“I don’t want to do it your way!”
“Just because you didn’t grow up with (fill in the blank) doesn’t make it wrong!”
“Why can’t you just love me for who I am?”
Insert your whatever else your throws out that has your body tense and prepare for what’s coming next.
Arguing helps your teen develop critical thinking/analysis, strategic thought, independent thoughts and beliefs as their brain is densifying to handle more complex computing. Their emotional brains are more raw and sensitive until early adulthood when the densification is complete.
Even if you knew that, it’s REALLY HARD not to get hooked by your own fight or flight response that quickly puts you in the offense, or defense, whichever feels more powerful.
The power struggle begins
Two brains that are both emotionally triggered and primed for conflict, even a small one, are both looking for one thing.
Why? Because being right feels safer, more in control and less vulnerable. Being right meant staying alive for your ancestors.
And being wrong? That meant you were dead. Your primal brain still thinks that’s true, along with the super yucky feelings and beliefs that go with it.
“You’re stupid. You’re not (fill in the blank) enough. You’re too (fill in the blank). You’ll never (fill in the blank)!”
What are you being right about?
EVERYTHING! At least that was true for me. I have a nearly photographic memory, so I AM right! I was using being right as ‘teaching moments’ to correct my kids…about everything. 🙄
I also used being right as a way to shut down the disagreement or conflict when I felt out of control or afraid. I’d get louder and more right the harder my teens pushed.
The only outcomes of those two strategies were frustration, resentment and disconnection.
What example are you setting?
When your teen doesn’t feel heard or understood, they argue even more! If they think you’re more invested in being right than listening, they won’t feel safe telling you what matters most.
Your teen’s watching how you participate in conflict and are likely going to repeat that in their relationships, just like you watched what your parents did.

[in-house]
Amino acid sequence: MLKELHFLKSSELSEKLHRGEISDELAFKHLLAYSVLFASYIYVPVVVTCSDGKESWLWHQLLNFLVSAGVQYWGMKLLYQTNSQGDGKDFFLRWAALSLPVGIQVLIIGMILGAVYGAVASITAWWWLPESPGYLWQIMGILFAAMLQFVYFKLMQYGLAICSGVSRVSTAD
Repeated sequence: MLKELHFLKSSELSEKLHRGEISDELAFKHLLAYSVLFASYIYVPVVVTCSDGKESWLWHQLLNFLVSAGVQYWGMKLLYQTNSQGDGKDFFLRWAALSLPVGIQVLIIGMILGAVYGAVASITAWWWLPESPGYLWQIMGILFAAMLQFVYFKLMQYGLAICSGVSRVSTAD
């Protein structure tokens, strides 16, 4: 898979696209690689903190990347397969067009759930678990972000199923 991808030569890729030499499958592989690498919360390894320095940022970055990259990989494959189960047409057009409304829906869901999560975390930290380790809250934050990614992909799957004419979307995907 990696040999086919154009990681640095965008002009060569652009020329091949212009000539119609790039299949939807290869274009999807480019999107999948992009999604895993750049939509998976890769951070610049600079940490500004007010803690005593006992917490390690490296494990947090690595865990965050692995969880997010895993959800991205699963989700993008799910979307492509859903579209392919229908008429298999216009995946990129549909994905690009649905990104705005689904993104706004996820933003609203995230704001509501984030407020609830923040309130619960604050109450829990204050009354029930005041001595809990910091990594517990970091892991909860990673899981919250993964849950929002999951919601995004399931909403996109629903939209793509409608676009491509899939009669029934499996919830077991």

What if your teenager IS right?
You’ve already been told how little you ‘get it’ or know about the world and how much more your teen knows. Even though you have more perspective and experience based purely on your age, they DO know more about what it’s like to be a teenager today!
They want validation that they know some things you don’t. They want acknowledgement that they’re maturing and are capable of higher-level thinking and conversations. They banter about beliefs and opinions to clarify their own, even if that’s different from yours.
Don’t engage. Validate and listen.
What would it take to just listen to what your teenager is saying and get curious about that? Maybe it isn’t a discussion or an argument. Maybe your side isn’t as necessary this time.
‘That’s an interesting perspective.’
‘Tell me more about that.’
Of course, all of this happens in a safe container of respect and dignity for everyone. That’s my non-negotiable bottom line.
“Out beyond ideas of wrongdoing and rightdoing there is a field. I’ll meet you there.” – Rumi
I know how defeating it feels to give everything you have and still feel disrespected and unappreciated. Then you’re just trying to connect with your teen but everything you say is wrong and turns into more angry responses or stressful silences. Ugh!
“Your advice has helped me so much! My teen and I are no longer at war all the time. We are enjoying time together and I’m loving it.” – Rebekah J.
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